Local and world news is peppered with tales of aggression, violence and corruption.
It’s good to see positive stories of hope and peace. Kim Jong-un’s crossing of the North and South Korean border is one of them. Optimistically, it is a precursor to the end of years of disunity and antagonism.
It is eerie to see Kim Jong-un and Moon Jae-in walking across a path that one year ago heralded gun fire.
I remember visiting the DMZ in 2016 and I recognize every angle of this video’s background. The place struck me then as a surreal setting for a Twilight Zone scene. I am hopeful now for a Disney HEA.
Photo taken in South Korea, 2016.
I may be addicted.
Lately I’ve been spending too much time huddled over my phone, checking status, entering challenges, voting and topping up my exposures. I’ve been playing Gurushots, a real-time online photo competition system.
It works by entering challenges and accumulating votes to achieve levels. The levels tip to points and the points tip to ranks. The more you vote, the more exposure your photo entries get for voting. There is no limit to the number of challenges you can enter. And that’s a problem.
At one point I had ten challenges going. I was constantly checking on my exposure meter and submitting votes to bump it up. Problem is that voting involves paging through hundreds of photos, some good, some not so good and some downright puzzling. It all depends on the wording of the challenge. Sometimes, the guidance is too vague.
Take for instance the “Starts with a K” challenge. The description was too vague. It should have qualified the language. I paged through
hundreds thousands of Kittens, Keys and Kiwis. (Question: How many interesting angles are there to a Kiwi? Answer: None. I’ve seen them all.) But then I started seeing Cakes, Coffee and Corn. Someone couldn’t spell. Wait … maybe they could spell but it was in German. Kuchen, Kaffee and Korn.
Another fun challenge was “Face in the Crowd”. There were lots of pictures of crowds but no distinctive single face. Other pictures were classic single person portraits; you had to imagine the crowd. One remarkable shot was taken on stage, of the back of a band performing to a crowd. No faces seen but they were facing the crowd. Ha ha! That one got my vote.
Anyways here are a few of my photos in recent Gurushot challenges.
Toronto, Canada. 2018
This is what I do when I’m not taking photos. I crank out calorie laden, coma inducing cakes, cookies and carbs.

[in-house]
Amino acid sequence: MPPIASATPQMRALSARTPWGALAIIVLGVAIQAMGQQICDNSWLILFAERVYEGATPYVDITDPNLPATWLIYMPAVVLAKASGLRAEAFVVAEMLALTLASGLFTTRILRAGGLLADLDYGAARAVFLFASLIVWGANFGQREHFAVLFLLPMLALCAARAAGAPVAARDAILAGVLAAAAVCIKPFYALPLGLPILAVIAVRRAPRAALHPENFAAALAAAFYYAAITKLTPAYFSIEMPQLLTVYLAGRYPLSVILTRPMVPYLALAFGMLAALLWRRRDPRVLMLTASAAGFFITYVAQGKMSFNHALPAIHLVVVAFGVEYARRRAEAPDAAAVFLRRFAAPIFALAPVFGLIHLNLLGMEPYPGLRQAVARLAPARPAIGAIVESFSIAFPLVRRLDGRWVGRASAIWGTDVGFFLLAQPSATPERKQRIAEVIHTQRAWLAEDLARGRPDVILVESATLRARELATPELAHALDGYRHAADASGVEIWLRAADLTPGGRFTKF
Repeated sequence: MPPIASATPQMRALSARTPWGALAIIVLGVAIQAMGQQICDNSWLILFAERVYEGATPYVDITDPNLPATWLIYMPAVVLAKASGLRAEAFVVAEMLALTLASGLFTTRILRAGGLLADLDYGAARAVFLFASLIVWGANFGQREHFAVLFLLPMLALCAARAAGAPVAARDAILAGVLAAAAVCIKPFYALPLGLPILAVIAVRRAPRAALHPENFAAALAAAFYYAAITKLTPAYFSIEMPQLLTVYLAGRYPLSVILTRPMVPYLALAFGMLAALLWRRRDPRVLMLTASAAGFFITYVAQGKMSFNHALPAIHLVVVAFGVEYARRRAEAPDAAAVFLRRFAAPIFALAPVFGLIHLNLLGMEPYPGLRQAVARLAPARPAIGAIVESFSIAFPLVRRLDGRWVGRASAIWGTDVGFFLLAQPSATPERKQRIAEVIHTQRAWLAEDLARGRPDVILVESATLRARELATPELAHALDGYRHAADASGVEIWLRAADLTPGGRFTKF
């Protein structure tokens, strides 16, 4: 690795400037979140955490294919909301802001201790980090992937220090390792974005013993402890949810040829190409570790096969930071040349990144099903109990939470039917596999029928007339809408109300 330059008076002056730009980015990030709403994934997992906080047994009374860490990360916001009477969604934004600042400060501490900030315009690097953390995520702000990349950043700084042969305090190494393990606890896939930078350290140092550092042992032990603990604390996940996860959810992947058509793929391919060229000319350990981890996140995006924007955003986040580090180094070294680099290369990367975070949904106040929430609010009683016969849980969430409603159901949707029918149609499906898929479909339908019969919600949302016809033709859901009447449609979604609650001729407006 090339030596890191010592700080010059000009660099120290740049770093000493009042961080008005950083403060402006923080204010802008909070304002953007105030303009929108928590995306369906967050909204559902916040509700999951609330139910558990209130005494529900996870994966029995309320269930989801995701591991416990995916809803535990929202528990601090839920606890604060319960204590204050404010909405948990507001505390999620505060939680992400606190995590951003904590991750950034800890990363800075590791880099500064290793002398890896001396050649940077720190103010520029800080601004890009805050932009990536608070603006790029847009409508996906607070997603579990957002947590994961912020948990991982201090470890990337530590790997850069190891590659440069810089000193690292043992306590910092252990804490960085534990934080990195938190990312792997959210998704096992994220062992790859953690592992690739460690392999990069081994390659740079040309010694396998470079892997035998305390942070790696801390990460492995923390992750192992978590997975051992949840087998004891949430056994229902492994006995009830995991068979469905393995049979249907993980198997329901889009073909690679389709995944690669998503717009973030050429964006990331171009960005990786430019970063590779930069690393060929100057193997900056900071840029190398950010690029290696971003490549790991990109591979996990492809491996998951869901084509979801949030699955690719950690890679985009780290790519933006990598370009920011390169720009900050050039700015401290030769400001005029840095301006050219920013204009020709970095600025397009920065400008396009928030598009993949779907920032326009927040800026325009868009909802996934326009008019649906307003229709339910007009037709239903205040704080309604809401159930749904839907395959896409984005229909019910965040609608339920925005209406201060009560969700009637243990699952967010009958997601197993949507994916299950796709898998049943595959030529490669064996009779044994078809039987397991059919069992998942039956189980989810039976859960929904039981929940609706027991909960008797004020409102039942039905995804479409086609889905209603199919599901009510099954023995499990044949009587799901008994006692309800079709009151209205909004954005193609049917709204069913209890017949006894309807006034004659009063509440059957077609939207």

I’ve just completed a course in the Baking Arts at George Brown College … to the great disappointment of my family who’ve come to rely on a steady supply of treats.
Luckily the break will not be long. My next course starts in two weeks.
Onwards with Cinnamon rolls, Croissants, Babkas, Brioche, Kugelhopfs …
Toronto, Canada. April 2018
The legend of Halong Bay is that a celestial dragon defended ancient Vietnam by breathing fire on pirate invaders and spitting out hundreds of hot emerald stones into the north sea. The gems become islands which formed an impenetrable wall to other invaders.
Today Halong Bay protected from the sea but vulnerable to a daily invasion of tourists. It is a busy thoroughfare of sailing boats and day cruise ships. By day the bay is alive with the sights and sounds of 8200 visitors daily.
Select cruises offer overnight stays and in the late evenings and early morning it’s possible to experience the quiet solitude of the bay.
On this morning I was awake at dawn. The early morning light had just broken and the only sound was the gentle slap of water against the fisherman’s oar. It was a quiet awakening to a brand new day.
Photo taken in Halong Bay, Vietnam. 2014
No need to say how this guy feels.
Taken in Saigon’s Flower Market. It explains the bundles accumulating on his lap.
Photos taken in HCMC, Vietnam. 2015
Cuba is nothing if not colorful.
Warning: Images of extreme color and machismo ahead.
Santiago de Cuba, Cuba. 2018
In the East there is an ancient man made reservoir called Srah Srang. It was built in the 10th century by the Khmer civilization in the kingdom of Angkor. For over a thousand years people have used this place for religious rituals, communal baths and water collection.
On this early morning, as dawn broke across a cloudy eastern sky, a lady collects water for another day.
In the West coast of Canada, the rain forests meet the Pacific and the sun sets in a blaze of glory.
A hoodie shrouded man walks along a jetty after bidding the day good bye.
Two worlds. One day. Twelve thousand kilometers apart. The sun rises and sets on both.
The High Line is an elevated pathway built on an old railway viaduct in west Manhattan. It’s described as a
“living system” drawing from multiple disciplines which include landscape architecture, urban design, and ecology. Since opening in 2009, the High Line has become an icon of contemporary landscape architecture.”
Along the 2.33 km walk are views of Manhattan’s urban landscapes. Towering skyscrapers, avant garde architecture, old and new buildings. Since it’s opening in 2009 real estate value for apartments abutting the park have climbed.
For $6 million dollars you can get a home ten meters away from a pathway sporting twenty thousand pedestrians a day. For even more, you can watch the pedestrians from your luxurious glass enclosed bathroom and bathtub. It is a room with a view. The question is, who’ll be viewing whom?
New York City, USA. March 2018
Have you ever had that feeling? Like you’re in a place where you’ve never been but it feels like you’ve been there many times before? Like you’re walking and standing still at the same time?
New York City, USA. March 2018.